At the beginning of every year, many people set targets for what they want to achieve, possibly in the next 12 months. Excitedly, they convince themselves, or sometimes, they are persuaded by others, that nothing will stop them from accomplishing their resolutions. But either of the two convictions may become a reality or remain as imaginary, depending on the action path.
In the list of their aperitive desires, are enormous ambitions that require proper financial plans to be actualized. One such goals, is the aspiration to acquire property; specifically land or a home.
This kind of an imagination is what drove ‘John Njoroge’, 45, into a crazy dreamland. In January this year, He was deeply convinced that by the end of this year, he would have owned an acre piece of land around Kimuka area, along Ngong Suswa road in Kajiado County. Njoroge, who earns an income of about Kshs 80,000 per month, had plans to build a dream retirement home in the near future.
In this fast-developing area of Ngong town and the sorroundings, prices of land are estimated to be between Kshs 1M and 20M for an acre, and Ksh 400,000 and 3M for a plot size of 50 by 100 feet. The variance of these prices depends on the exact location of land.
These figures explain how huge Njoroge’s ambition was. Surprisingly, It’s now a quarter to the end of the year and he is still stuck at the ‘wishful’ stage. Is he still in the race for becoming the newest land owner in Kenya? Only time will tell.
A report released by Standard Chartered in 2015, positioned Kenya, as having a population that has a high appetite to own property. This was in comparison with seven other countries in which a similar research was conducted. The report indicated that 7 out of 10 middle-class Kenyans, plan to own property in a span of between two to five years. This result
Regrettably, some of these individuals have only desires, but never think through the financing models which would actualize their dreams. Ultimately, this disconnect only ensures that the wishes keep finding their way back to the resolutions tally, year in, year out.
“People have dreams to own land, but they rarely go beyond their dreamland. This is because, owning a piece of land requires intensive capital which may not always be at hand,” says Peter Gitau, a Director with Olive, a property selling company based in Nairobi.
To tackle this challenge, Gitau emphasizes on the need to have a suitable financial plan that is proportionate to the goal. However, striking this balance is not a walk in the park.
One has to carefully weigh various factors before selecting
the most convenient financing option. The competing choices include among
others; the available budget as well as terms and conditions that come with the
financing options at hand.
On realizing the huge need to provide solutions to potential clients, many real estate companies have repackaged themselves in such a way that they now look like a ‘one stop shop’. The companies have an already negotiated cooperation agreement with selected financial firms. This then allows the property selling companies to offer alternative credit to buyers.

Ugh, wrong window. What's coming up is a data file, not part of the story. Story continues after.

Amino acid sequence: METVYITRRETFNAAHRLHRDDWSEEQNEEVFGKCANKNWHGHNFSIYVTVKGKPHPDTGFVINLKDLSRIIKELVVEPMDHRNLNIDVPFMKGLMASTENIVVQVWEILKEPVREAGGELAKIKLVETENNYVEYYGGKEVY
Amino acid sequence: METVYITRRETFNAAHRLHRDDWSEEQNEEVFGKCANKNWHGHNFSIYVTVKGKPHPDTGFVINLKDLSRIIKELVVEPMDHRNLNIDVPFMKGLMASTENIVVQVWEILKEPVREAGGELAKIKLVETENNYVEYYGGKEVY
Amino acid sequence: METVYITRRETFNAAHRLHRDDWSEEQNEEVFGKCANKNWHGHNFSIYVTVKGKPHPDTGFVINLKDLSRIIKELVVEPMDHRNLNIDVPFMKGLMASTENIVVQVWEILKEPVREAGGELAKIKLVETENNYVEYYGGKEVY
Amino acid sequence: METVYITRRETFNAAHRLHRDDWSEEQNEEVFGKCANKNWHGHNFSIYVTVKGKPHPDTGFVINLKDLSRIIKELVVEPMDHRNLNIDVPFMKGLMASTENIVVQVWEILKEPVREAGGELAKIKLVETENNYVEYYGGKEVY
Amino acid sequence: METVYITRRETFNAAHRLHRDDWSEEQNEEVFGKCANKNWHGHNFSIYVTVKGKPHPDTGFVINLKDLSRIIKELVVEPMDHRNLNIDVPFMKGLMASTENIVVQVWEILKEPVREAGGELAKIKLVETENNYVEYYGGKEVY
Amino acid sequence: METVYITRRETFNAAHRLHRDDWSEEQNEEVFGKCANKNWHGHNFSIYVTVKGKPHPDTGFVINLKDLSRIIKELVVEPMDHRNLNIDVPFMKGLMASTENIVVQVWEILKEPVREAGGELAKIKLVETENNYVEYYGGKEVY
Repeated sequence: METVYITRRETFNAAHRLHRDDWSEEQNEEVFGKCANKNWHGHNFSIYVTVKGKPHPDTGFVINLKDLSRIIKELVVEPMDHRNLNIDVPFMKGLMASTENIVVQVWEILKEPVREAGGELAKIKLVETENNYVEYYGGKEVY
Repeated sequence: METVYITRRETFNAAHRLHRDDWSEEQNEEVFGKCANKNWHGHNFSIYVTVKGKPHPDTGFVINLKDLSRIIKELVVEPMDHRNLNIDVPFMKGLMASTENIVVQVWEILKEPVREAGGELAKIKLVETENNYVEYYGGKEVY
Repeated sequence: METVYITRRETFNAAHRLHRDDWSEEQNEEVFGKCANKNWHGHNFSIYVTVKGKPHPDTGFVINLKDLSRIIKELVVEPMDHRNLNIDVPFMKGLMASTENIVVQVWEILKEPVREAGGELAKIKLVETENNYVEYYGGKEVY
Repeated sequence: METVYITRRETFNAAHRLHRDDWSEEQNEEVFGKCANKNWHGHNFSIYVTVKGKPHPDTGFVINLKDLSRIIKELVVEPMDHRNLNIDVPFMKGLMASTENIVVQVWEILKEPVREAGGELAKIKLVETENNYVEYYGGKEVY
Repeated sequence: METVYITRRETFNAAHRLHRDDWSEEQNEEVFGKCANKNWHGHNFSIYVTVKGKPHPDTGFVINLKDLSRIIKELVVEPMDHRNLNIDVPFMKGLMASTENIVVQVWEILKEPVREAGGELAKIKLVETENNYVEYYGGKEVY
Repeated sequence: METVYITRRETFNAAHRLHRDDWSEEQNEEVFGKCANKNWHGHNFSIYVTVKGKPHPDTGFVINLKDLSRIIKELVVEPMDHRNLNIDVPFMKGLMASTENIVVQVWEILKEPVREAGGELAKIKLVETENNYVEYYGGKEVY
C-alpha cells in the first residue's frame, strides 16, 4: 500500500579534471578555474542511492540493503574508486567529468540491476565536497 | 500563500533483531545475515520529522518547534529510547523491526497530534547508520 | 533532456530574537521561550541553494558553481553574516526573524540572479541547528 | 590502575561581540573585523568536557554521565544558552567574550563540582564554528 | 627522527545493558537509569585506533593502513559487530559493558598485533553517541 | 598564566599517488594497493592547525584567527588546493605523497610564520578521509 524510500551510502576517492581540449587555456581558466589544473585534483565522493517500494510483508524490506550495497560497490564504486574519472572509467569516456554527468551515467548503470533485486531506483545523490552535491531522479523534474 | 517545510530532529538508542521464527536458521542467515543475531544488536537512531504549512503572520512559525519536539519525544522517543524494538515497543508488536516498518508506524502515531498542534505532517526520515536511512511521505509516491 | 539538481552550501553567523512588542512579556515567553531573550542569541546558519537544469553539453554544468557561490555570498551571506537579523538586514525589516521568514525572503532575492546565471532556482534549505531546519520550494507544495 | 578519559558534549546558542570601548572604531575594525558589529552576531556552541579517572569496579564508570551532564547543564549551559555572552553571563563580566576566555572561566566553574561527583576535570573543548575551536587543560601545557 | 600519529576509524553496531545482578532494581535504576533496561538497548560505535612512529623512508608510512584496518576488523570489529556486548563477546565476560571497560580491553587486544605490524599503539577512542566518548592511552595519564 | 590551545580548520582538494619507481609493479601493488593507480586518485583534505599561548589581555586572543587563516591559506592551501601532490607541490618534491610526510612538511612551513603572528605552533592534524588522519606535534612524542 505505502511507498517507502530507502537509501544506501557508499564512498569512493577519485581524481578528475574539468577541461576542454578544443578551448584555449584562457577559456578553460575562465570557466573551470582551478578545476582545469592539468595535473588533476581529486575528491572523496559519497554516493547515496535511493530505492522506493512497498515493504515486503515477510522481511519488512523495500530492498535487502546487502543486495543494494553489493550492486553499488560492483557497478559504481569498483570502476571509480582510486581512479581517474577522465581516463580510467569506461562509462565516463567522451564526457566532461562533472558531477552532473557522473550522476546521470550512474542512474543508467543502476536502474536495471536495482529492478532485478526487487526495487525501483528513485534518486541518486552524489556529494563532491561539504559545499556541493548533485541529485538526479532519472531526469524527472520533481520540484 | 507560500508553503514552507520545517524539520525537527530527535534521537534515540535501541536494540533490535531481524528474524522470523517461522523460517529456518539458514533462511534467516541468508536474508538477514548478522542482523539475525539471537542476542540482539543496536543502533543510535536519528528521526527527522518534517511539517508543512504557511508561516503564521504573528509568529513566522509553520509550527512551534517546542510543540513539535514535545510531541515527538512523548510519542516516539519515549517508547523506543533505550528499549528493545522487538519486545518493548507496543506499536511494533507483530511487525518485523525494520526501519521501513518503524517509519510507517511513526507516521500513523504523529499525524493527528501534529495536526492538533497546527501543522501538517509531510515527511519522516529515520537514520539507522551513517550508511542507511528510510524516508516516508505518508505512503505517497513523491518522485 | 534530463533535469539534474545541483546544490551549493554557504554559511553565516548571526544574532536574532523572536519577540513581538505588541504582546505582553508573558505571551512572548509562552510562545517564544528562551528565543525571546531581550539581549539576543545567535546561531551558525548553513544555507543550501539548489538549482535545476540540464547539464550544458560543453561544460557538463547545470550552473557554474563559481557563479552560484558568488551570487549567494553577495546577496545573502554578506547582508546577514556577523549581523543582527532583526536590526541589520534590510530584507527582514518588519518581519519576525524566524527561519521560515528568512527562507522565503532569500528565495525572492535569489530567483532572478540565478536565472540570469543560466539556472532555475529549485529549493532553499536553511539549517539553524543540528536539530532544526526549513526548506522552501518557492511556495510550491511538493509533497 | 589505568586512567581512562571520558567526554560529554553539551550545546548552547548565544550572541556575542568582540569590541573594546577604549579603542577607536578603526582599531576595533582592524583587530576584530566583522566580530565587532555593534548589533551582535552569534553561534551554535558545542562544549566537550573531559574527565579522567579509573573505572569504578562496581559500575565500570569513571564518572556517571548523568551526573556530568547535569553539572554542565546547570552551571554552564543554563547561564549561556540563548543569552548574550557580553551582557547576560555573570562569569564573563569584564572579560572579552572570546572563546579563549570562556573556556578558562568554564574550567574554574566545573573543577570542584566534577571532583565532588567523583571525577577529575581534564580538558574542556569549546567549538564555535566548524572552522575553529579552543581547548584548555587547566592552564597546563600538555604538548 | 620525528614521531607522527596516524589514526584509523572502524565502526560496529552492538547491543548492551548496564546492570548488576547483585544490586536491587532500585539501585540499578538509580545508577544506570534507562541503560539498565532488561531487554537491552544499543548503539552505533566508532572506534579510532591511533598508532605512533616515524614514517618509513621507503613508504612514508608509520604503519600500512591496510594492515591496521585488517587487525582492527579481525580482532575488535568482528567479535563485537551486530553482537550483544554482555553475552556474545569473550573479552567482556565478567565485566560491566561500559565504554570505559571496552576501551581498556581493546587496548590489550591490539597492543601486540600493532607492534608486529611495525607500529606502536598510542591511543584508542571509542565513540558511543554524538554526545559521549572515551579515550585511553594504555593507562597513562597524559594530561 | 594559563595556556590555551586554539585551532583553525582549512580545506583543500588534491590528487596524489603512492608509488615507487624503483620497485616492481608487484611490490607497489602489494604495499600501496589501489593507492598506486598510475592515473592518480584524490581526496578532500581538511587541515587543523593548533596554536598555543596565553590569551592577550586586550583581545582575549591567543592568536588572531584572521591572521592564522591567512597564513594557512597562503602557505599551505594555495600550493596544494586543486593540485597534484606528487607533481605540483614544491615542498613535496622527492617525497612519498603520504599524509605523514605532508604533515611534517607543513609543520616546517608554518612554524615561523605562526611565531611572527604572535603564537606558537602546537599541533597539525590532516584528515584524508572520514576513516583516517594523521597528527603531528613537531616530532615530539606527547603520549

In this arrangement, clients pay a certain percentage of the property’s value to the buyer. The remaining percentage is then financed by the financial institution and paid by the buyer within the agreeable time and interest.
“This framework of facilitating clients to own property has worked wonders, especially during these harsh economic times when raising huge capital at a go, is a tall order. At Olive Limited for instance, many investors are now satisfied property owners courtesy of this plan” explains Gitau.
This plan however is slightly different from the one of acquiring credit directly from the bank which then is used to buy a property, without any incorporated company being involved. The kind of financing available depends on an individual’s credit score.
This automatically dictates the size of the land one can buy. And although banks could have lengthy repayment periods, it may also have higher and variable interest rates. This means buying a property would cost more than the estimated value.
In the case of a Sacco, it is the most preferrable real estate investment means, especially by the low-income and the self-employed groups. “But you have to save with a Sacco to borrow. This then poses the risk of prolonging the dream realization period,” notes Tabitha Mbuthia, a Manager at Midas Credit.
She adds, “The delaying threat is also experienced if one opts for a self-financing mechanism. This mode also requires high level saving discipline. It is also affected by the fluctuating property prices, meaning, the buyer may not have the correct estimates even when saving.
The idea of pooling resources together, commonly known as Chama, is yet another choice for those yearning to acquire properties. This involves a group of like-minded individuals coming together with an objective to achieve a set out economic objective. This approach has an opportunity to create a strong purchasing power for a more rewarding property. However, like all other options, this too has the shortcomings.
“You may not have full control for where to buy your property. This decision may largely depend on among other factors, the simple majority. The group’s objective of to use the property may not rhyme your personal wish, thus throwing you under the bus. Disagreements among the members may delay even the group’s plans,” advices Tabitha.
But on a positive note. Where the purpose of buying the property is purely for speculation, then investing through a chama could be the most advisable means. Tabitha says, Chamas are better avenues where patience is required for the property to appreciate its value.